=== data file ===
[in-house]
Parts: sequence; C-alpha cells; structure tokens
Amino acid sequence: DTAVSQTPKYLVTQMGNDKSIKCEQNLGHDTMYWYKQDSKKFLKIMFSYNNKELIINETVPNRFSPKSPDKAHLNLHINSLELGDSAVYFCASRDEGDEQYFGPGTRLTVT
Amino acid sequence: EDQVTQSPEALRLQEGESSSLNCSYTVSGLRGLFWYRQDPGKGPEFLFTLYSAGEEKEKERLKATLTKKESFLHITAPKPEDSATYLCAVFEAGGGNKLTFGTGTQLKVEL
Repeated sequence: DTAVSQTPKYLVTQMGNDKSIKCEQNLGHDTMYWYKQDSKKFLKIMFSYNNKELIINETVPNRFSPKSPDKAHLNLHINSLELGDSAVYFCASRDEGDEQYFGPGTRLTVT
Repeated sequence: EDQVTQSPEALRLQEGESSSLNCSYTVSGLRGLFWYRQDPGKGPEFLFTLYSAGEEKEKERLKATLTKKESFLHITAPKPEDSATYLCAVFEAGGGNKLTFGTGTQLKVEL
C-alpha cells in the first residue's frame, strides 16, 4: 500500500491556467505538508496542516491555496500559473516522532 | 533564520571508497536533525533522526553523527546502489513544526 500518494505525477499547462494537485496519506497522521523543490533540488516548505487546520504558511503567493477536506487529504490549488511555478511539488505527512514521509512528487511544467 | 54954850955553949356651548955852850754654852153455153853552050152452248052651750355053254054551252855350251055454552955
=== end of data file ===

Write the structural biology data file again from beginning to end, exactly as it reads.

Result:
[in-house]
Parts: sequence; C-alpha cells; structure tokens
Amino acid sequence: DTAVSQTPKYLVTQMGNDKSIKCEQNLGHDTMYWYKQDSKKFLKIMFSYNNKELIINETVPNRFSPKSPDKAHLNLHINSLELGDSAVYFCASRDEGDEQYFGPGTRLTVT
Amino acid sequence: EDQVTQSPEALRLQEGESSSLNCSYTVSGLRGLFWYRQDPGKGPEFLFTLYSAGEEKEKERLKATLTKKESFLHITAPKPEDSATYLCAVFEAGGGNKLTFGTGTQLKVEL
Repeated sequence: DTAVSQTPKYLVTQMGNDKSIKCEQNLGHDTMYWYKQDSKKFLKIMFSYNNKELIINETVPNRFSPKSPDKAHLNLHINSLELGDSAVYFCASRDEGDEQYFGPGTRLTVT
Repeated sequence: EDQVTQSPEALRLQEGESSSLNCSYTVSGLRGLFWYRQDPGKGPEFLFTLYSAGEEKEKERLKATLTKKESFLHITAPKPEDSATYLCAVFEAGGGNKLTFGTGTQLKVEL
C-alpha cells in the first residue's frame, strides 16, 4: 500500500491556467505538508496542516491555496500559473516522532 | 533564520571508497536533525533522526553523527546502489513544526 500518494505525477499547462494537485496519506497522521523543490533540488516548505487546520504558511503567493477536506487529504490549488511555478511539488505527512514521509512528487511544467 | 54954850955553949356651548955852850754654852153455153853552050152452248052651750355053254054551252855350251055454552955